I also saw a distinct benefit to reading the column, one with a direct application to my writing: The situations people described were fantastic fodder for fiction! For example, here are some story ideas based on actual letters:

  • Relationship drama: A husband and wife are having trouble conceiving when she finds out he is having an affair with her sister. After a traumatic confrontation, the couple moves away to make a fresh start. A few weeks later, the sister announces her pregnancy.
  • Psychological: A school bully becomes a young mother. When her daughter experiences some minor bullying, she is prompted to track down and make amends to the classmates she once tormented. She finds out that one girl, who switched schools because of her, committed suicide.
  • Thriller: A couple moves to the town where the husband’s bachelor brother lives. The husband, who travels frequently, encourages his brother to watch out for his wife. She catches the guy peering in through the bedroom window. Then he lets himself into the house while she is showering.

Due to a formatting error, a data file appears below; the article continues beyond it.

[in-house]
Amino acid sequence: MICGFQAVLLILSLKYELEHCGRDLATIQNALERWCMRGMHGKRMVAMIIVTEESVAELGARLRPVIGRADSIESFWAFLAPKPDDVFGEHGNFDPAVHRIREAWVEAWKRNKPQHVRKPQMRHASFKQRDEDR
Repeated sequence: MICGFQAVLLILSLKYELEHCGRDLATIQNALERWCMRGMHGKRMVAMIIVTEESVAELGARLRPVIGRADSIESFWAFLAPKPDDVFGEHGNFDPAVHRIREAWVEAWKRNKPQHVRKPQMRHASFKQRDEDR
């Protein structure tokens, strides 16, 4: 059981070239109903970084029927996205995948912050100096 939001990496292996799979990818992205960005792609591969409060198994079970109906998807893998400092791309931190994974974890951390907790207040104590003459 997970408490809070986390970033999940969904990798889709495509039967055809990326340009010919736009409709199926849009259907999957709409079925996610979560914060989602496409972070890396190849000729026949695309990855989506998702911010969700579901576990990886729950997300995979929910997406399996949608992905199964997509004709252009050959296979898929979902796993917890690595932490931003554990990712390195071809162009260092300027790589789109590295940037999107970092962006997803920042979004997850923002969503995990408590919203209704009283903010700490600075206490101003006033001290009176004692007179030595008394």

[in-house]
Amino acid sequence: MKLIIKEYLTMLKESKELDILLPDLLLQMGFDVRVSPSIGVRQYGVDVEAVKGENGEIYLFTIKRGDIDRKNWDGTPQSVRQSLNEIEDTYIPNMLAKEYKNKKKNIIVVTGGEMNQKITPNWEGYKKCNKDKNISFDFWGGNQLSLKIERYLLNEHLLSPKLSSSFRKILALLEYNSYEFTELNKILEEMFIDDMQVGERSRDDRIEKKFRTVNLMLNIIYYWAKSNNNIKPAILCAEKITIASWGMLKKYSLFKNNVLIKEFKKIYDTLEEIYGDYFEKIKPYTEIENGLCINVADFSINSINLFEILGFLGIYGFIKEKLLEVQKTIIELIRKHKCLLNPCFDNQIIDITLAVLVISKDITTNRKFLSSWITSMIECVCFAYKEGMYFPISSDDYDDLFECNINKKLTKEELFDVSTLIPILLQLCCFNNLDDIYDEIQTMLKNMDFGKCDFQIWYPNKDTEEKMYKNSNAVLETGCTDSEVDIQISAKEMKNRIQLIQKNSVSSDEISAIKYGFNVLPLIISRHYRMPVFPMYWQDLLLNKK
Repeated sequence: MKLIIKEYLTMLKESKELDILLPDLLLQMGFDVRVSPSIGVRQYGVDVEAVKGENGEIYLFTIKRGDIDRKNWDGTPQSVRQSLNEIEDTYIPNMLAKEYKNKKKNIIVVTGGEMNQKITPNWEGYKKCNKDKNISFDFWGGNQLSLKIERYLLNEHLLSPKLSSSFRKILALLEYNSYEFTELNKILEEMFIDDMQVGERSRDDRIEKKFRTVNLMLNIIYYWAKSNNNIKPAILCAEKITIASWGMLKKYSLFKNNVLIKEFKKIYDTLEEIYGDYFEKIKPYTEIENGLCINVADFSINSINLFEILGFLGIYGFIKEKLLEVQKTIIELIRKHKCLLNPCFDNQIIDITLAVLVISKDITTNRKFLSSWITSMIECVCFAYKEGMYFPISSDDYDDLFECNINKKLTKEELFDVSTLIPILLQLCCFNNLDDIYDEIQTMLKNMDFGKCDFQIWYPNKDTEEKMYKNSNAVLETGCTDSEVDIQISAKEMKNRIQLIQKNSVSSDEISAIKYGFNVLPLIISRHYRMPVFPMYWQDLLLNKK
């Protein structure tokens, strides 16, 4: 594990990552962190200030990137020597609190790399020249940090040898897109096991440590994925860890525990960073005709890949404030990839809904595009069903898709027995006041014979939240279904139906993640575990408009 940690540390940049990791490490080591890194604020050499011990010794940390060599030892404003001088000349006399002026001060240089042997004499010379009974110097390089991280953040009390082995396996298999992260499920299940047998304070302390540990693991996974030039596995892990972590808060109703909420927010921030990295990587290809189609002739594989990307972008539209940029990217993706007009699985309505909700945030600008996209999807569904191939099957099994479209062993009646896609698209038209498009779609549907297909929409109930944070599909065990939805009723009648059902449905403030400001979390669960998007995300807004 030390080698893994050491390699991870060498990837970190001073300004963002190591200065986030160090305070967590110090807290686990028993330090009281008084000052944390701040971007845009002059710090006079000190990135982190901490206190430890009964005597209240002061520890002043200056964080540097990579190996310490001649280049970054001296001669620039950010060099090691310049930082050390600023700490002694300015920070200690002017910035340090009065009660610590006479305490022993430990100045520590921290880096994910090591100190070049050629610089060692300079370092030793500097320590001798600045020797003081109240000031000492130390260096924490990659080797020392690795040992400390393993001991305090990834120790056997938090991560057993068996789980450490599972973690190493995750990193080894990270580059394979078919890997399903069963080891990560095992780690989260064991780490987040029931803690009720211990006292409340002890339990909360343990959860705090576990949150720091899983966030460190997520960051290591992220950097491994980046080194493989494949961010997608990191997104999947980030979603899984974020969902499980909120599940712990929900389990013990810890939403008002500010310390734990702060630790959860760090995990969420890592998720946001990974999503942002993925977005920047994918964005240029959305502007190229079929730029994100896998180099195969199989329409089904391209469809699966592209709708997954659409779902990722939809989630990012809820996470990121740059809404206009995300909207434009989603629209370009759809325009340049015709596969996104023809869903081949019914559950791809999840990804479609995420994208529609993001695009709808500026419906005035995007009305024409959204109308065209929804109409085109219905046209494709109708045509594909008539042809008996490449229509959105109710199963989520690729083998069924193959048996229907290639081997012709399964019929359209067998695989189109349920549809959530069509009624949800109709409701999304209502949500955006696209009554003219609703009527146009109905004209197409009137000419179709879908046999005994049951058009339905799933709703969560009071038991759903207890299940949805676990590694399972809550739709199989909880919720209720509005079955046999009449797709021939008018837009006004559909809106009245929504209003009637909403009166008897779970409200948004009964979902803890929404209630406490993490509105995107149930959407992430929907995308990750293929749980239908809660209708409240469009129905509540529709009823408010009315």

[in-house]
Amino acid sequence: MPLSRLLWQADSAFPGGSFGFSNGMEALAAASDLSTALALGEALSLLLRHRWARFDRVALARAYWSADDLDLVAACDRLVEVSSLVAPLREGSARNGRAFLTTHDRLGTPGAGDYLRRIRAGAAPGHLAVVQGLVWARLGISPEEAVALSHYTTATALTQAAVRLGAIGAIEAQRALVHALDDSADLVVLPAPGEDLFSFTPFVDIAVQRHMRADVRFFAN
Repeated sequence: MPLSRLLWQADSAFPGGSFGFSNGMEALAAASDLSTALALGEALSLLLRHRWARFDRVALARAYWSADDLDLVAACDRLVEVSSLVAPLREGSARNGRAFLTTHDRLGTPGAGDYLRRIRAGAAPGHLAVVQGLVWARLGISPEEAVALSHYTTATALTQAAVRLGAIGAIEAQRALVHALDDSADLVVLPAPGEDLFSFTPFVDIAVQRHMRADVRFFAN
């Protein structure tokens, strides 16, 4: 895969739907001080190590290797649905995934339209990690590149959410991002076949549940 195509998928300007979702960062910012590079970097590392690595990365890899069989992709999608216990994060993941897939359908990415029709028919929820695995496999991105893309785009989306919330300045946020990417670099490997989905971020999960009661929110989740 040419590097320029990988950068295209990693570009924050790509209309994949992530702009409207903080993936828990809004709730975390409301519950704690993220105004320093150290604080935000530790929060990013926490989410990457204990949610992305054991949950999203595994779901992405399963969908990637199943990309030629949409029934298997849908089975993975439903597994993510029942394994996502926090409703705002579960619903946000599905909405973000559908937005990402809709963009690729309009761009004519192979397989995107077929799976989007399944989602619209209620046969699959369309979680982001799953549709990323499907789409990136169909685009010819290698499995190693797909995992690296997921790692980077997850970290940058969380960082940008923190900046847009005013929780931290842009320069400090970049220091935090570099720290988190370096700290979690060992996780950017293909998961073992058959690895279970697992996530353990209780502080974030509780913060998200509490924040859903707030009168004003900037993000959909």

• Romantic comedy: A woman discovers that she and her daughter are dating a father and son. Both couples have been talking about marriage.
  • Legal: A man who works at a small company finds out there is a plot to oust the controversial CEO with a false claim of sexual harassment. The human resources department is in on it. Should the employee warn his boss? Or just hope that truth will prevail?

If you are a writer, feel free to use these scenarios as prompts! After the exercise with my coach, I decided to limit my reading of Dear Prudence to just the new ones. I have successfully stayed out of the archives, except to research this post.

Now if you’ll excuse me, I have to check Facebook.

Confessions of a First-Time Novelist

Confession